Flint's water crisis has gained massive media attention, with little-to-no change 

  • Over 5 years have passed since the discovery of the dangerous water for Flint's population, yet little has changed. Lawsuits and investigations are being aimed at the leaders of the infrastructure, but to no avail. Just a few days ago, the whole case and all of its lawsuits were dropped. As of June 2019, the trials will now start from scratch, while the citizens of Flint suffer at the hands of unclean water.

  • Tech's Impact

  • When it comes to tech, the sky is the limit. From 3-D printed organs to lab grown meat, there really isn't anything tech can't do. And with that amazing potential comes the opportunity to apply tech's powerful force on some of the world's most pressing issues, the clean water crisis included.

    One of the biggest successes comes from Innovative Water Technologies' solar powered water filtration system. Their invention of the SunSpring Hybrid makes portable solar and wind powered filtration systems a possibility. Because these systems don't require electricity to work, they can serve as a lifesaving solution for much of the world's population. Plus, the SunSpring system boasts an amazing 20,000 liters of clean water per day.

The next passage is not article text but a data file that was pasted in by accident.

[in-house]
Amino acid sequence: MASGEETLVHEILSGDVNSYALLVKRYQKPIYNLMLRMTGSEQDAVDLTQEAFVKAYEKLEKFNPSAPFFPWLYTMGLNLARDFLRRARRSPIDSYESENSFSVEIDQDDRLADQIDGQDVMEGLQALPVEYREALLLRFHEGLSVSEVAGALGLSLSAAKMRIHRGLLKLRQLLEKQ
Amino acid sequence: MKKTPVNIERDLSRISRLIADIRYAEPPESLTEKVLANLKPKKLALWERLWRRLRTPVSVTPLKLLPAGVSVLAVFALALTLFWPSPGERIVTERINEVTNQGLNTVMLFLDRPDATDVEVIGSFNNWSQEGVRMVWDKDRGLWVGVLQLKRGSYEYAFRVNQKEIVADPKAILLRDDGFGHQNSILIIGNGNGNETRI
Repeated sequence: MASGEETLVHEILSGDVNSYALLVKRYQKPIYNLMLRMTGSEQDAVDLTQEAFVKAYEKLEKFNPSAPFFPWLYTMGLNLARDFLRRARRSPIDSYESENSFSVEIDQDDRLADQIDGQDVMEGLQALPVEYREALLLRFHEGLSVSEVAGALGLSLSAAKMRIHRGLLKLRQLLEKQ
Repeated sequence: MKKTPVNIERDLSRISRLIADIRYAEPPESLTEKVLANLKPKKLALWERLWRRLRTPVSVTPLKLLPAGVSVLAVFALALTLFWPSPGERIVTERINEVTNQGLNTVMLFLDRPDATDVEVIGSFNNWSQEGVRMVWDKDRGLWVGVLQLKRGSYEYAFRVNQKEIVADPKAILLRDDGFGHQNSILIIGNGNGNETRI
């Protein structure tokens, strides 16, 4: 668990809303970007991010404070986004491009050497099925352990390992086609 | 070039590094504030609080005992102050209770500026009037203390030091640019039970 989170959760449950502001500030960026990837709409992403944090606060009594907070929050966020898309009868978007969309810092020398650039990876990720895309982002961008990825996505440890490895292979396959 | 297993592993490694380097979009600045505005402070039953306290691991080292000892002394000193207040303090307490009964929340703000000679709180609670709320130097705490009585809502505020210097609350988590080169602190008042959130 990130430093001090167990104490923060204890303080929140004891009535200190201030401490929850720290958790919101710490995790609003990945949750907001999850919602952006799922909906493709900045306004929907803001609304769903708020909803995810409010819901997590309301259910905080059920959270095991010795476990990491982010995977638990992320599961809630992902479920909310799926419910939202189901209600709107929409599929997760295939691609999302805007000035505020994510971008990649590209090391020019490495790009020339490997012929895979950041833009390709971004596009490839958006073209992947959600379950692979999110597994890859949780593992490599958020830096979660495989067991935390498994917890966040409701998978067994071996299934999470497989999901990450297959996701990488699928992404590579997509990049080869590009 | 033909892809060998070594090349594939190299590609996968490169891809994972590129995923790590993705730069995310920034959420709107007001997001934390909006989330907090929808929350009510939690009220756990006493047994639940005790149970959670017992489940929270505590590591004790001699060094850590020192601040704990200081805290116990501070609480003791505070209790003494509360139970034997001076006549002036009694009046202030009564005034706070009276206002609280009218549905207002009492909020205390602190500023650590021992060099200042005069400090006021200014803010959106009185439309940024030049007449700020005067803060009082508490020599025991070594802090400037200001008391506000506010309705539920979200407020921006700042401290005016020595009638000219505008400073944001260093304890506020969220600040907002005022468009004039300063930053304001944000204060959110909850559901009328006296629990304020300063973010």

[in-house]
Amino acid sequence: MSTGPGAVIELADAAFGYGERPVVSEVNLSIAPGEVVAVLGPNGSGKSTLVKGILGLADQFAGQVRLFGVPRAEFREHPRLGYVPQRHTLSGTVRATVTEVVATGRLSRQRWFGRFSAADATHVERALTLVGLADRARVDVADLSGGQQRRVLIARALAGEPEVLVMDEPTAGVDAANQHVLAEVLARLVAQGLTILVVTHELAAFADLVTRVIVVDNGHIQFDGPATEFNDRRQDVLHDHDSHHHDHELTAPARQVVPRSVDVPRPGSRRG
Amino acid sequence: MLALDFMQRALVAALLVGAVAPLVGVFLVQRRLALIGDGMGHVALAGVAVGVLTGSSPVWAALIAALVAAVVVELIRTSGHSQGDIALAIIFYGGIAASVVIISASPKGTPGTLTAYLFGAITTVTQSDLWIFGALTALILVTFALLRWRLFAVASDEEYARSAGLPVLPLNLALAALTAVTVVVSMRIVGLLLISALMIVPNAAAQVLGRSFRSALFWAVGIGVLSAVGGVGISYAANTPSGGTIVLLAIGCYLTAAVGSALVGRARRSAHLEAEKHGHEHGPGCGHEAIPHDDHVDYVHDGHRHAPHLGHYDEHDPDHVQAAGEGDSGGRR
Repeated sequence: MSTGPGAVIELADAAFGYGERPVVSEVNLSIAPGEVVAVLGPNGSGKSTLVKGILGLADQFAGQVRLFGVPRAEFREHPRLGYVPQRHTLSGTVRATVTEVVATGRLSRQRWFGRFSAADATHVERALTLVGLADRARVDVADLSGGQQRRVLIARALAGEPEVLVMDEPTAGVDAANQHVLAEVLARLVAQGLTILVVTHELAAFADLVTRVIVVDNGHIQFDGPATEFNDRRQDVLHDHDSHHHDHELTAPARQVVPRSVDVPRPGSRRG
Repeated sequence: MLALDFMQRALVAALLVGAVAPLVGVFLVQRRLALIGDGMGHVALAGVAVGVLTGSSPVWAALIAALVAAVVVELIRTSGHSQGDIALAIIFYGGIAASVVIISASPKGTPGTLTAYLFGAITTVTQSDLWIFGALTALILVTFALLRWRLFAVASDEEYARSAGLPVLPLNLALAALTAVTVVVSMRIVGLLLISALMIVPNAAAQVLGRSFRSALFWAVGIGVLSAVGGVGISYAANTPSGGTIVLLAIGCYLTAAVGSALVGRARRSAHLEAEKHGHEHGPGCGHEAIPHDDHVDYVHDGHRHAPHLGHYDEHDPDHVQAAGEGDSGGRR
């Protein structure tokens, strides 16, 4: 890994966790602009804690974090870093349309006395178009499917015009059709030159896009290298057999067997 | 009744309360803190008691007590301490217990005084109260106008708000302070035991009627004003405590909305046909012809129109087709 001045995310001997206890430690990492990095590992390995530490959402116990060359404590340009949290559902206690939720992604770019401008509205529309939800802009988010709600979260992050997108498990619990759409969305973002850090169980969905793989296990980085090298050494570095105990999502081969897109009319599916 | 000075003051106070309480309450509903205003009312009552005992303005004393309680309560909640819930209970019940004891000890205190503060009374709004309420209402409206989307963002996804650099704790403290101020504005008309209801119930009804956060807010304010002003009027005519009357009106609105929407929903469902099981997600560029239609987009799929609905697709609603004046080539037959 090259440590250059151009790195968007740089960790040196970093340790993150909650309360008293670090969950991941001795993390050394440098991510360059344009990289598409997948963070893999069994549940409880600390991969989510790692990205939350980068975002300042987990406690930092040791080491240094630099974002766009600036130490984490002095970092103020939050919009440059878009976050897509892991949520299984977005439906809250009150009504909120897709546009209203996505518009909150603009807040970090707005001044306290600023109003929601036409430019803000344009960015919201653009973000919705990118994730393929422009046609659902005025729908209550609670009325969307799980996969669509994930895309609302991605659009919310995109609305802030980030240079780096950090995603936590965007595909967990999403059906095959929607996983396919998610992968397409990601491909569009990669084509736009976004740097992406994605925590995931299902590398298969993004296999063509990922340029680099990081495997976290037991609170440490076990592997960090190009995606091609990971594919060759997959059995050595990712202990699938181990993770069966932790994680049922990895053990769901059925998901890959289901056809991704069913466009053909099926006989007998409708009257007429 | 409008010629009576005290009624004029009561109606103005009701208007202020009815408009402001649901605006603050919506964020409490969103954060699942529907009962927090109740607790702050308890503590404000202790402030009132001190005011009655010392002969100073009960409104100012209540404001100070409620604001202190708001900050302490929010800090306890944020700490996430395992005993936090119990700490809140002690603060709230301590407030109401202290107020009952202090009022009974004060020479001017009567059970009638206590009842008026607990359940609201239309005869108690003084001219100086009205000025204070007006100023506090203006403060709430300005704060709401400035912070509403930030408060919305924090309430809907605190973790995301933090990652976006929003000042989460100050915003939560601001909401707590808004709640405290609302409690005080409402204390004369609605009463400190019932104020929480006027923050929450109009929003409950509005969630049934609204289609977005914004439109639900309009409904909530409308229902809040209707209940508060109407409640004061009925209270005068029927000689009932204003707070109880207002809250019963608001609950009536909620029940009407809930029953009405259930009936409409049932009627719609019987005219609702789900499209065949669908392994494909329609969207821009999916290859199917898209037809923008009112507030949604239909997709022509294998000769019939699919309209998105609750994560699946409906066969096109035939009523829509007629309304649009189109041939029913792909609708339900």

• Another tech-powered clean water solution is desalination. Our planet is 70% covered by oceans. While salt water isn't safe for drinking, taking the salt out of the equation with desalination makes it so. Many different companies are working to perfect an efficient system that can desalinate water on a large scale to provide clean drinking water for the masses. One of the largest hubs for this technology is Israel, where 50% of the country is desert.

  • Clean Water Crisis: How Tech is Making an Impact | Virtuul News

    Israel is the leading country for desalination technology 

  • For emergency situations, Vestergaard offers their unique portable drinking straw. This straw (now available in steel instead of plastic) works by using a specialized filtration system that removes 99.9% of bacteria and parasites. Each straw is able to filter well over 1,000 liters of water, making it a great tool in times of emergency.